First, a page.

Windows – and the light they let in – make us healthier. That’s the basic finding of two new studies, including one that found that employees who worked near windows during the day slept longer at night, got more exercise and had better quality of life than their colleagues toiling away in rooms without windows.
A second study found that nurses whose workstations had natural light had lower blood pressure, communicated more with their colleagues, laughed more and were in a better mood when dealing with patients compared with nurses exposed to only artificial light.
It has to do with our body’s need for natural light, which increasing evidence finds can improve our sleep at night, as well as our mood, metabolism and alertness during the day, said Phyllis Zee, a neurologist and sleep specialist at Northwestern University’s Feinberg School of Medicine, who was senior author on the first study.
Zee and her colleagues had previously found that exposure to early morning light helped people better manage their weight.
“Workers are a group at risk because they are typically indoors often without access to natural or even artificial bright light for the entire day. The study results confirm that light during the natural daylight hours has powerful effects on health,” she said in a university news release. The study was published in the Journal of Clinical Sleep Medicine in June.
The study included 49 day-shift office workers – 22 in workplaces with windows and 27 in windowless workplaces – who answered questionnaires about their sleep and life quality; a subset had their sleep, activity and light exposure measured by a special device. The findings underscore the need to design offices that provide adequate natural daylight for workers, the authors said.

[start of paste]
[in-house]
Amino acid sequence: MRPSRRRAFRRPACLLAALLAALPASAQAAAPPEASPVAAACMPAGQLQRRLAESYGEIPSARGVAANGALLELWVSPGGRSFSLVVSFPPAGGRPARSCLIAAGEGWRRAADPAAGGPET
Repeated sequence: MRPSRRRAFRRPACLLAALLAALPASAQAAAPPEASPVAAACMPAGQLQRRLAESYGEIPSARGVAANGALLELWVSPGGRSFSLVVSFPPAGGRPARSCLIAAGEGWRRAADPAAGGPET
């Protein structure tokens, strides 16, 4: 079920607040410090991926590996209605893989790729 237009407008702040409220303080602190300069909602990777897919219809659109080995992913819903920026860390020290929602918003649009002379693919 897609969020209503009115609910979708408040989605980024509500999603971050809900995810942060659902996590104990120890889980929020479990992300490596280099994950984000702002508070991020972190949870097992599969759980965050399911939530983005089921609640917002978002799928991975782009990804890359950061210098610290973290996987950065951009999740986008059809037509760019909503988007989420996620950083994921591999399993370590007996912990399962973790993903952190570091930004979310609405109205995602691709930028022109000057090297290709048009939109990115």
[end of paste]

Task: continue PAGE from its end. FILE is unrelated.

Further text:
A second study, by researchers at Cornell University and published in the journal Health Environments Research and Design, found that nurses whose workstations had more exposure to natural light had lower blood pressure; also, these nurses were better able to stay alert and communicate more with coworkers during long shifts, study author Rana Zadeh, an assistant professor of design and environmental analysis at Cornell, said in a university news release. Plus, the nurses were in better moods and laughed more than those without natural light, she noted.
“As a nurse, it’s an art to keep your smile, which helps ensure an excellent connection to patients. Designing affordable space that is conducive to the work is a smart way to bring positive mood – like laughter – into the workplace,” Zadeh said.
Where adequate natural light isn’t feasible, electrical lighting should be provided that helps provide the same beneficial effects to the body’s natural circadian rhythms, she added.
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